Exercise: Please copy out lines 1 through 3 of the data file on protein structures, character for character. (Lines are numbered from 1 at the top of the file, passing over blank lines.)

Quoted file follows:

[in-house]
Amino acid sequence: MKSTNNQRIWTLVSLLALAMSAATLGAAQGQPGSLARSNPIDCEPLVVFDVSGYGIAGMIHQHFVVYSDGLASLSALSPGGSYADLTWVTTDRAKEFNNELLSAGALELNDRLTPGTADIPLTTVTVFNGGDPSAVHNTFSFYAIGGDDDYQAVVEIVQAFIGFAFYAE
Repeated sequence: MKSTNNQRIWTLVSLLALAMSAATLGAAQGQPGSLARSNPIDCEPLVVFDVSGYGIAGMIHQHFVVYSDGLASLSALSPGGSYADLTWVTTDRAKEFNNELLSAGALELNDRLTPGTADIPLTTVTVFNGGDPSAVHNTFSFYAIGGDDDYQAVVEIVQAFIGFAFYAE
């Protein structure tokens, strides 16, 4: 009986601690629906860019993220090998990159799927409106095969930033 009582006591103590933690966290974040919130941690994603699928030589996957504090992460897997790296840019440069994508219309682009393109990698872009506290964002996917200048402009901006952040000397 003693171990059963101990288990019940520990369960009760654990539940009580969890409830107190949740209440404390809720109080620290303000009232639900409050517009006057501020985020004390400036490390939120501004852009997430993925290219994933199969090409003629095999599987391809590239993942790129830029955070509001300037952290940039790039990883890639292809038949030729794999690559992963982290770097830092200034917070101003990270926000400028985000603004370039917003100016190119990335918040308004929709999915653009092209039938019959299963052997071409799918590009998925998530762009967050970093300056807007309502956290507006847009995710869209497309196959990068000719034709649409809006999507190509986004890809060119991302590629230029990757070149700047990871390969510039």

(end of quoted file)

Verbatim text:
[in-house]
Amino acid sequence: MKSTNNQRIWTLVSLLALAMSAATLGAAQGQPGSLARSNPIDCEPLVVFDVSGYGIAGMIHQHFVVYSDGLASLSALSPGGSYADLTWVTTDRAKEFNNELLSAGALELNDRLTPGTADIPLTTVTVFNGGDPSAVHNTFSFYAIGGDDDYQAVVEIVQAFIGFAFYAE
Repeated sequence: MKSTNNQRIWTLVSLLALAMSAATLGAAQGQPGSLARSNPIDCEPLVVFDVSGYGIAGMIHQHFVVYSDGLASLSALSPGGSYADLTWVTTDRAKEFNNELLSAGALELNDRLTPGTADIPLTTVTVFNGGDPSAVHNTFSFYAIGGDDDYQAVVEIVQAFIGFAFYAE